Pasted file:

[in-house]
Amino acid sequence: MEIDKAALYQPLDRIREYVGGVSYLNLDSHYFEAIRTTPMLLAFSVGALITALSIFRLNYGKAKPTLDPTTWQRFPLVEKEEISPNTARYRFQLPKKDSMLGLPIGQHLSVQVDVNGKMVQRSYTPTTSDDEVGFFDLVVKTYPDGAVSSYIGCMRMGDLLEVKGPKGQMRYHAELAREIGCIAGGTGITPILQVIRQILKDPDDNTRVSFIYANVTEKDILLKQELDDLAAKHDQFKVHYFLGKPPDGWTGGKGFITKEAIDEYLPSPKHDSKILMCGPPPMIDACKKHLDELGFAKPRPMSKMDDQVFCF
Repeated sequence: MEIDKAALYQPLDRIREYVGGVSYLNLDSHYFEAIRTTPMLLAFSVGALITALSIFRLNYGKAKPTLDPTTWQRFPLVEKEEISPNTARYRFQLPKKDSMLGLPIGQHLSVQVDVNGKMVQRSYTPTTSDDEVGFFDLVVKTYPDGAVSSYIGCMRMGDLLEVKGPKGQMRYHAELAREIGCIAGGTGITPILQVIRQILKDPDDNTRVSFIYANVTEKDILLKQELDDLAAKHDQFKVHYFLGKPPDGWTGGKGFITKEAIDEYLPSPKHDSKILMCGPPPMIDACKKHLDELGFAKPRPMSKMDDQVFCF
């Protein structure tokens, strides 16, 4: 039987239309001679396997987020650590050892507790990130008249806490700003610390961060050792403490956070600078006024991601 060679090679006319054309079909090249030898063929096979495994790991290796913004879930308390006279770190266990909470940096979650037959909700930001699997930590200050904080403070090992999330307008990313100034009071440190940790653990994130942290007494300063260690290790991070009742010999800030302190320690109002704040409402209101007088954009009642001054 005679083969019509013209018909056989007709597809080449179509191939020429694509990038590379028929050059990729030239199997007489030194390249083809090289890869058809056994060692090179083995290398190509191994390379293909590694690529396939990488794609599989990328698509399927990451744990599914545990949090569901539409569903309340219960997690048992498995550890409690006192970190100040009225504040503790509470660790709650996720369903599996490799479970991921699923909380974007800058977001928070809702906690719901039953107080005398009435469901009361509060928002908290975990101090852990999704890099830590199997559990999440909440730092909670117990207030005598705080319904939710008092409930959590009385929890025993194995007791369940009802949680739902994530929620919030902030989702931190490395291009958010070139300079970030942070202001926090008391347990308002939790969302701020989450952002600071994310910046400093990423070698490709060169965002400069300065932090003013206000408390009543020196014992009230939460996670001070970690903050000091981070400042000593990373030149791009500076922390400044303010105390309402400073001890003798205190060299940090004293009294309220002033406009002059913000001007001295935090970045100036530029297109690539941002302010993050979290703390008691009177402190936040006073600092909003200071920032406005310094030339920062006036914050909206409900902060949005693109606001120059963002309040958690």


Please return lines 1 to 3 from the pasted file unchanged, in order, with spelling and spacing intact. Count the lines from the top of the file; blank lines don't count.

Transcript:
[in-house]
Amino acid sequence: MEIDKAALYQPLDRIREYVGGVSYLNLDSHYFEAIRTTPMLLAFSVGALITALSIFRLNYGKAKPTLDPTTWQRFPLVEKEEISPNTARYRFQLPKKDSMLGLPIGQHLSVQVDVNGKMVQRSYTPTTSDDEVGFFDLVVKTYPDGAVSSYIGCMRMGDLLEVKGPKGQMRYHAELAREIGCIAGGTGITPILQVIRQILKDPDDNTRVSFIYANVTEKDILLKQELDDLAAKHDQFKVHYFLGKPPDGWTGGKGFITKEAIDEYLPSPKHDSKILMCGPPPMIDACKKHLDELGFAKPRPMSKMDDQVFCF
Repeated sequence: MEIDKAALYQPLDRIREYVGGVSYLNLDSHYFEAIRTTPMLLAFSVGALITALSIFRLNYGKAKPTLDPTTWQRFPLVEKEEISPNTARYRFQLPKKDSMLGLPIGQHLSVQVDVNGKMVQRSYTPTTSDDEVGFFDLVVKTYPDGAVSSYIGCMRMGDLLEVKGPKGQMRYHAELAREIGCIAGGTGITPILQVIRQILKDPDDNTRVSFIYANVTEKDILLKQELDDLAAKHDQFKVHYFLGKPPDGWTGGKGFITKEAIDEYLPSPKHDSKILMCGPPPMIDACKKHLDELGFAKPRPMSKMDDQVFCF